Friday, 28 February 2014

Sheltered as a snow cave

Okay,  so it's been a while since I've posted anything. Entirely my fault, I'm not gonna lie. In any case, I'm back now, and I intend to make this a habit. Anyway, there is something specific I wanted to post about, rather than just making excuses. Here we go.

So I recently watched Frozen. Yes, I know, it's great (and also everywhere). The characters were super relatable, seeing as I have two sisters myself and I would probably do anything for them. However, something that's been niggling at my mind is a tv show that I watched some weeks ago while waiting at a doctor's office; a daytime talk show where a woman was complaining about the uncannily thin and large-eyed appearance of the characters, and how it would be a bad influence of young girls.

...I know. But some people do think like that, and that's what worries me. Let me explain my reasoning.

It's not the first time I've encountered the view that Disney could be a bad influence on girls. In fact, my sister's legal studies teacher was sheltering her own children from it, because she believed it to perpetuate the stereotype that girls need saving; that they should be damsels in distress. And though it seems reasonable on the surface, I have a few problems with this.

The first is the shelter aspect. Controlling your children's television and movies may seem like a great way to influence their personalities, but what if they're not interested in what you want to show them? A child is a human being, just like you. I someone was telling you to watch twilight, wouldn't you be a bit miffed? (I just had to, sorry).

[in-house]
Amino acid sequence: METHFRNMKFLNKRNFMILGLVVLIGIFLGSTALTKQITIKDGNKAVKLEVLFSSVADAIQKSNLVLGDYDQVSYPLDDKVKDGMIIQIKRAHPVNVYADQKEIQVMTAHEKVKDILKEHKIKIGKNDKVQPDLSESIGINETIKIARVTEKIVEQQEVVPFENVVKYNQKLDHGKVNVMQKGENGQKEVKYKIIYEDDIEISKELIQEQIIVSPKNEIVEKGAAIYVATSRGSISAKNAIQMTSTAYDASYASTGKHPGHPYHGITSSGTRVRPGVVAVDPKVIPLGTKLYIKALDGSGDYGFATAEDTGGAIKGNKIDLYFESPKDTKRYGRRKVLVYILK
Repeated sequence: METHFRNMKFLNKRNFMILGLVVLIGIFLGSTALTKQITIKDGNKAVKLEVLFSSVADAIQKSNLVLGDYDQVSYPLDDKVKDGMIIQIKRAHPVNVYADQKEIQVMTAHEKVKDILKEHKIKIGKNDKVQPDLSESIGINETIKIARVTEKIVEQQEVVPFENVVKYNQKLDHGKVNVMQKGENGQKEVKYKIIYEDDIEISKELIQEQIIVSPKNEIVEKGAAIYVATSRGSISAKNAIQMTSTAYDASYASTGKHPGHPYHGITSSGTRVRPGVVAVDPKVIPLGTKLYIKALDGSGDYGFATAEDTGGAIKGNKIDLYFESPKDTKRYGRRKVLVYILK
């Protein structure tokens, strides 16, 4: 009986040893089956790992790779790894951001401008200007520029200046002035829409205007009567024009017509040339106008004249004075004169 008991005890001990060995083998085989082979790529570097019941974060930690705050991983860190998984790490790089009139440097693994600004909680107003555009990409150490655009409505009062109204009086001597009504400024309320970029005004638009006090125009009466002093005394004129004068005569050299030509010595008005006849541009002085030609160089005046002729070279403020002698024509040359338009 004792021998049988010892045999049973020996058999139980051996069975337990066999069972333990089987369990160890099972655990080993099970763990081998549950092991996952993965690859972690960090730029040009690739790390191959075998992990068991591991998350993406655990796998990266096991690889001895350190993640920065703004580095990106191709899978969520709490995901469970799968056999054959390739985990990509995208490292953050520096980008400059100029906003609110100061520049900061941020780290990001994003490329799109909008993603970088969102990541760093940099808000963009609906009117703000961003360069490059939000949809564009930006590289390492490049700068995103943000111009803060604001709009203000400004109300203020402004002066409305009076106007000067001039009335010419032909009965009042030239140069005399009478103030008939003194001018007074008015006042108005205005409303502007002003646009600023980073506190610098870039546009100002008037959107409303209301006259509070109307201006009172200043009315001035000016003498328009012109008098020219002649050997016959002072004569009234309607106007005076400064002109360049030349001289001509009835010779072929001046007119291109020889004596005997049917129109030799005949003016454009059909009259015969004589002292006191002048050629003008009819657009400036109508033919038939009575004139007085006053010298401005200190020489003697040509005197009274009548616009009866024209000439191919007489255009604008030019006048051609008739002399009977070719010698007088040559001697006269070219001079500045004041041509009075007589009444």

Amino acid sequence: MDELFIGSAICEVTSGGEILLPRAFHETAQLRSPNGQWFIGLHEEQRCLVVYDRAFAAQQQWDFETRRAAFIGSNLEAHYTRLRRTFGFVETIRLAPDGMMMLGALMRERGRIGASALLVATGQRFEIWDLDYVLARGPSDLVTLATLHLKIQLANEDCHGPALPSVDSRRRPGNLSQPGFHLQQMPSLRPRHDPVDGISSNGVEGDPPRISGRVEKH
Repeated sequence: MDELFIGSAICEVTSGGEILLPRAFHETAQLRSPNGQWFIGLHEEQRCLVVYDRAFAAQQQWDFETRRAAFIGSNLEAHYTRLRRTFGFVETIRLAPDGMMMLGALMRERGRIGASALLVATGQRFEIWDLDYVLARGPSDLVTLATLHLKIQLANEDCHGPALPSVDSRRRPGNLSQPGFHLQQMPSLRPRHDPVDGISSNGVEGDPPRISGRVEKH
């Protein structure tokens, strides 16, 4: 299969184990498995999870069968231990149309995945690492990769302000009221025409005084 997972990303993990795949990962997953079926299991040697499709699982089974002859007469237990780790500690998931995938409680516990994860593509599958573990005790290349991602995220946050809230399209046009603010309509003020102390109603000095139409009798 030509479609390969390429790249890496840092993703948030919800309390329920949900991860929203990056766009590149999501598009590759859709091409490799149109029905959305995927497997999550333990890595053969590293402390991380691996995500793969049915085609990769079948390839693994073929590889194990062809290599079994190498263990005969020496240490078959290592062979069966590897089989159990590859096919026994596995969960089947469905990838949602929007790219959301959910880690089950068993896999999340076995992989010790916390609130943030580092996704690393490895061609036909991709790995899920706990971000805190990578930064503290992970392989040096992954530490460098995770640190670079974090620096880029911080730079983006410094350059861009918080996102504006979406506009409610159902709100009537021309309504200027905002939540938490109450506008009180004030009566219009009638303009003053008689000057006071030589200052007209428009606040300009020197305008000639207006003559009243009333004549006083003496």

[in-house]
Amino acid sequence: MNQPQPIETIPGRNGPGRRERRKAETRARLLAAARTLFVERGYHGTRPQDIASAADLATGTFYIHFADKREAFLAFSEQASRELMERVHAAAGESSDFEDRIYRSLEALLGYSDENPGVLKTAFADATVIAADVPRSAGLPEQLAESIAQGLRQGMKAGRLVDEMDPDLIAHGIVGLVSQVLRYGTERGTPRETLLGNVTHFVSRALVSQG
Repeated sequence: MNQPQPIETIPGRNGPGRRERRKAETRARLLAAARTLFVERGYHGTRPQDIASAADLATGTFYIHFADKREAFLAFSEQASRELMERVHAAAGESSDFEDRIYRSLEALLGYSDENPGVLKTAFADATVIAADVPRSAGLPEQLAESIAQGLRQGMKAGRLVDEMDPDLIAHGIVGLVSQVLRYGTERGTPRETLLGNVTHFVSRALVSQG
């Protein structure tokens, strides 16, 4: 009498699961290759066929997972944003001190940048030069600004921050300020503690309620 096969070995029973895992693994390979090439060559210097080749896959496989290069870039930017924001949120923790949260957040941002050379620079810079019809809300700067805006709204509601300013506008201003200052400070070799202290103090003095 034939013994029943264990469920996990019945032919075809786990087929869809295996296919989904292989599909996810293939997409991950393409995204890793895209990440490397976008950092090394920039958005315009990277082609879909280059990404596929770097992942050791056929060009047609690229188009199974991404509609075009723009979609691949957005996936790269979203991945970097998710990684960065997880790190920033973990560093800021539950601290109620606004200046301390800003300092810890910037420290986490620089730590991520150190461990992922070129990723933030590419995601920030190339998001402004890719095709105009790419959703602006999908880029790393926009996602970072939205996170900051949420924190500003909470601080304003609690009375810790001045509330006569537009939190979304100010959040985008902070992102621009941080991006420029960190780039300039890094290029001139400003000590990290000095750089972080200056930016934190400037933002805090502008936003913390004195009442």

Secondly, I'm doubtful about the effect that these shows may potentially have on their minds. Having loved fairytales all my life, I would be the first to tell you that there's nothing to worry about. The appeal of fairytales is their fantasy; they often contain princes and princesses, along with at least a touch of magic. It is their inaccessibility which draws us; we know we will never be a princess or a hero, but we can dream about living in that world.

'Hold on!' I hear you cry. 'But these are children we're talking about, they can't possibly think that critically.' I know, I know. But that brings me to my last point: Education. If you don't like the message that a tv show is sending, how about you simply tell your kids that? Teach them that not everything they watch is grounded in truth; that some things need to be taken with a pinch of salt. They're much more likely to listen to their parents than to some movie. And you will be teaching them one of the most valuable lessons they are likely to learn: scepticism.

I have a knitting pattern to post, so if I don't do that soon, give me a textual slap on the wrist or something. Happy watching!

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